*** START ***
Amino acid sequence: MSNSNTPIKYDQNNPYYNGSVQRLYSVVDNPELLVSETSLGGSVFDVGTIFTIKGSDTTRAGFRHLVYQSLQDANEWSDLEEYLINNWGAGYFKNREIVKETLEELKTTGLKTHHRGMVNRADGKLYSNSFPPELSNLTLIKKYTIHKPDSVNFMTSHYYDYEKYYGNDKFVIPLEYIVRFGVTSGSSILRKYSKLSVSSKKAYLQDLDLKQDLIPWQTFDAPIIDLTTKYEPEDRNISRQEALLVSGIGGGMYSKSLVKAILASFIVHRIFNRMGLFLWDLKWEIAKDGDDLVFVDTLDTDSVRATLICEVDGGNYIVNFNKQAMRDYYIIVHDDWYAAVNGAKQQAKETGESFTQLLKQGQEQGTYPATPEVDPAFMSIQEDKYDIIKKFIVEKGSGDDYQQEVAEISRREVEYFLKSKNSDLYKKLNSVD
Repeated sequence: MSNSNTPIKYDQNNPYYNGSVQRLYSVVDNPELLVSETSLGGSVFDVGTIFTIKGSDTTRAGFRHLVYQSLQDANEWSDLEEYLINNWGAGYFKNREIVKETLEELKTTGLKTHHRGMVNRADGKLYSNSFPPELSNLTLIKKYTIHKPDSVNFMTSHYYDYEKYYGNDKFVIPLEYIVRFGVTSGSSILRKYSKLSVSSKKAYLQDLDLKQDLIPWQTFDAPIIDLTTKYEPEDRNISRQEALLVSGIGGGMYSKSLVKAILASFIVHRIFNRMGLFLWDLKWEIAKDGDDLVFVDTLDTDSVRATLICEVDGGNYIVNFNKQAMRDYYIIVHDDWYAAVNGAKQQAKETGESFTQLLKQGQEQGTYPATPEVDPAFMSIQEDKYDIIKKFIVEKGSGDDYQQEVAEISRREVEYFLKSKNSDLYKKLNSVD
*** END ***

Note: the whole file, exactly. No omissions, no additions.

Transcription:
Amino acid sequence: MSNSNTPIKYDQNNPYYNGSVQRLYSVVDNPELLVSETSLGGSVFDVGTIFTIKGSDTTRAGFRHLVYQSLQDANEWSDLEEYLINNWGAGYFKNREIVKETLEELKTTGLKTHHRGMVNRADGKLYSNSFPPELSNLTLIKKYTIHKPDSVNFMTSHYYDYEKYYGNDKFVIPLEYIVRFGVTSGSSILRKYSKLSVSSKKAYLQDLDLKQDLIPWQTFDAPIIDLTTKYEPEDRNISRQEALLVSGIGGGMYSKSLVKAILASFIVHRIFNRMGLFLWDLKWEIAKDGDDLVFVDTLDTDSVRATLICEVDGGNYIVNFNKQAMRDYYIIVHDDWYAAVNGAKQQAKETGESFTQLLKQGQEQGTYPATPEVDPAFMSIQEDKYDIIKKFIVEKGSGDDYQQEVAEISRREVEYFLKSKNSDLYKKLNSVD
Repeated sequence: MSNSNTPIKYDQNNPYYNGSVQRLYSVVDNPELLVSETSLGGSVFDVGTIFTIKGSDTTRAGFRHLVYQSLQDANEWSDLEEYLINNWGAGYFKNREIVKETLEELKTTGLKTHHRGMVNRADGKLYSNSFPPELSNLTLIKKYTIHKPDSVNFMTSHYYDYEKYYGNDKFVIPLEYIVRFGVTSGSSILRKYSKLSVSSKKAYLQDLDLKQDLIPWQTFDAPIIDLTTKYEPEDRNISRQEALLVSGIGGGMYSKSLVKAILASFIVHRIFNRMGLFLWDLKWEIAKDGDDLVFVDTLDTDSVRATLICEVDGGNYIVNFNKQAMRDYYIIVHDDWYAAVNGAKQQAKETGESFTQLLKQGQEQGTYPATPEVDPAFMSIQEDKYDIIKKFIVEKGSGDDYQQEVAEISRREVEYFLKSKNSDLYKKLNSVD